Volunteers from four South Dakota communities will be recognized with Farmers Union Rural Dakota Pride award September 3, during Farmers Union Day at the South Dakota State Fair on the Freedom Stage. The ceremony begins at 12:45PM.
Rural Volunteers Recognized During State Fair
By Lura Roti for South Dakota Farmers Union
Volunteers from four South Dakota communities will be recognized with Farmers Union Rural Dakota Pride award September 3, during Farmers Union Day at the South Dakota State Fair on the Freedom Stage. The ceremony begins at 12:45.
“This is our way to thank the many rural citizens who work behind the scenes to take care of citizens in need and keep community traditions alive,” said Karla Hofhenke, Executive Director of South Dakota Farmers Union.
2022 Rural Dakota Pride Recipients are Dan & Corinne Overweg, Kimball; Dale Swenson, Woonsocket; Judy Roemich, Piedmont and Mary Jacobs, Huron.
Read on to learn more.
By Lura Roti
In 1976,Dale Swenson received notice about the upcoming Woonsocket Annual Alumni Banquet. But for some reason he didn’t attend. “I heard after the banquet, that during the annual meeting I was elected to serve as president for 1977, my 10th year out of school. The president is responsible for organizing a banquet to feed about 300.That’s when I learned, I should probably show up for meetings,” Dale said. For nearly 40 years, Dale has done much more than attend meetings. He has worked with other community volunteers to ensure time-honored traditions, like the community Water Festival, Christmas Nativity scene on Woonsocket’s Lake Prior Island, and needed services, like Meals on Wheels, continue to thrive. It occurred to Dale that, “Someone needs to do these things, and I think, why not me,” he said. He explains that his commitment to community stems from family roots. His family has been active members of the Woonsocket community since the 1880s.In 1984, Dale saw a meeting announcement in the local paper. It asked for volunteers to help plan the annual Water Festival. Previously, the planning committee had dissolved, and local citizens worried that the more than a century old community tradition would end.“As a kid, the Water Festival brought people from all over the county–it was something our community needed,” Dale says of the Fourth of July Water Festival celebrating Woonsocket’s beautiful Lake Prior with fireworks, a parade and outdoor games for allages. Part of a hardworking team of volunteers, Dale saw a need to bring backwater-related activities. “It was the Water Festival, but there wasn’t much going on around the lake anymore, so I suggested canoe races.” Canoe races inspired water tank races, water golf and other fun lake activities. Decades later, thanks to efforts of volunteers like Dale, the event continues to thrive.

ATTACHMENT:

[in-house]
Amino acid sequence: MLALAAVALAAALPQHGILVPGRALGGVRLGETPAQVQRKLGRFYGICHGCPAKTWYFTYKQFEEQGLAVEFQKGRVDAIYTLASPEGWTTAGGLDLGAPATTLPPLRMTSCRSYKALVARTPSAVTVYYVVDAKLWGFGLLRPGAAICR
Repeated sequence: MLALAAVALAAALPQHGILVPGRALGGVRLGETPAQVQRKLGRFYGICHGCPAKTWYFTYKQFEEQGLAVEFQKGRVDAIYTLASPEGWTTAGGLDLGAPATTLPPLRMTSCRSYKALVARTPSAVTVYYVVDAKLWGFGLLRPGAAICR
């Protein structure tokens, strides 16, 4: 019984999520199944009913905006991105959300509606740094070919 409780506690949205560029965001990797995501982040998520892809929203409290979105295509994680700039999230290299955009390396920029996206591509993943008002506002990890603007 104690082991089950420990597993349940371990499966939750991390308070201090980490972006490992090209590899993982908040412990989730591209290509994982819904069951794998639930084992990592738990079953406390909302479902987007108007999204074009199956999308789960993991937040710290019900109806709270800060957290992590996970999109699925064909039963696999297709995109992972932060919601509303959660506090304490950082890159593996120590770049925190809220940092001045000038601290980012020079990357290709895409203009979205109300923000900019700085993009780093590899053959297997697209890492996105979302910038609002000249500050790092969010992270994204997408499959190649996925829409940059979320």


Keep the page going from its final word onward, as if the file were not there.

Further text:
Dale Swenson, Woonsocket
By Lura Roti
When Mary Jacobs saw 7-year-old Alex’s face light up after hearing his wish was granted - he was going on a Disney cruise - she knew she’d be a Make-A-Wish South Dakota volunteer for life.
“When a Wish kid smiles at you, because their wish is granted, you’re tied to them forever,” explained Jacobs, who has served as a Make-A-Wish volunteer since 2000.
Make-A-Wish is a non-profit that works to grant wishes to children with critical illnesses. Jacobs’ volunteer title is “Wish Granter.” In this role, she travels to rural communities throughout South Dakota and interviews youth who have been referred for a wish.
She makes sure the wish is 100 percent the child’s idea and then makes a recommendation to the Make-A-Wish staff.